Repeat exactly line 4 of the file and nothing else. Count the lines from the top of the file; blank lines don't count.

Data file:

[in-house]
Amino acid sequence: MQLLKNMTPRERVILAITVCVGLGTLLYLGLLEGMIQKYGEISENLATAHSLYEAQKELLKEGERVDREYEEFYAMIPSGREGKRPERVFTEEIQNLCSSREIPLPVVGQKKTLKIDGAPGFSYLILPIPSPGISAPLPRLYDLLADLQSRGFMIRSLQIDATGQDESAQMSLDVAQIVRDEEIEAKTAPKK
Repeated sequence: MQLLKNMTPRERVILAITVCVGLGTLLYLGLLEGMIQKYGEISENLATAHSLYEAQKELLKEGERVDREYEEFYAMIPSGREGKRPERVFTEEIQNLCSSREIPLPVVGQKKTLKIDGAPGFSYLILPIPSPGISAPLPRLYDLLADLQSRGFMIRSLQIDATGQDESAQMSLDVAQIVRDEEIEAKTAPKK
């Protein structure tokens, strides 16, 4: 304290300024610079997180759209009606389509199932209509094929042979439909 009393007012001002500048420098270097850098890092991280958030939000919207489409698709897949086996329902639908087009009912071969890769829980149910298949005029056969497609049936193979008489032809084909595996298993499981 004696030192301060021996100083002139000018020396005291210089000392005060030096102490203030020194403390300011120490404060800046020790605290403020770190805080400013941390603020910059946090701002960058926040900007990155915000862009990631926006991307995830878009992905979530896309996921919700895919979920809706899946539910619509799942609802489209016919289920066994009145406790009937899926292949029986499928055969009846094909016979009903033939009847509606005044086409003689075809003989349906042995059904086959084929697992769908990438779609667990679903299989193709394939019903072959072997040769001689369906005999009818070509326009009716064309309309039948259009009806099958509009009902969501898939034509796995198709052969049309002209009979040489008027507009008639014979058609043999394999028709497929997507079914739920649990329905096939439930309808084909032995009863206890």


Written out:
């Protein structure tokens, strides 16, 4: 304290300024610079997180759209009606389509199932209509094929042979439909 009393007012001002500048420098270097850098890092991280958030939000919207489409698709897949086996329902639908087009009912071969890769829980149910298949005029056969497609049936193979008489032809084909595996298993499981 004696030192301060021996100083002139000018020396005291210089000392005060030096102490203030020194403390300011120490404060800046020790605290403020770190805080400013941390603020910059946090701002960058926040900007990155915000862009990631926006991307995830878009992905979530896309996921919700895919979920809706899946539910619509799942609802489209016919289920066994009145406790009937899926292949029986499928055969009846094909016979009903033939009847509606005044086409003689075809003989349906042995059904086959084929697992769908990438779609667990679903299989193709394939019903072959072997040769001689369906005999009818070509326009009716064309309309039948259009009806099958509009009902969501898939034509796995198709052969049309002209009979040489008027507009008639014979058609043999394999028709497929997507079914739920649990329905096939439930309808084909032995009863206890």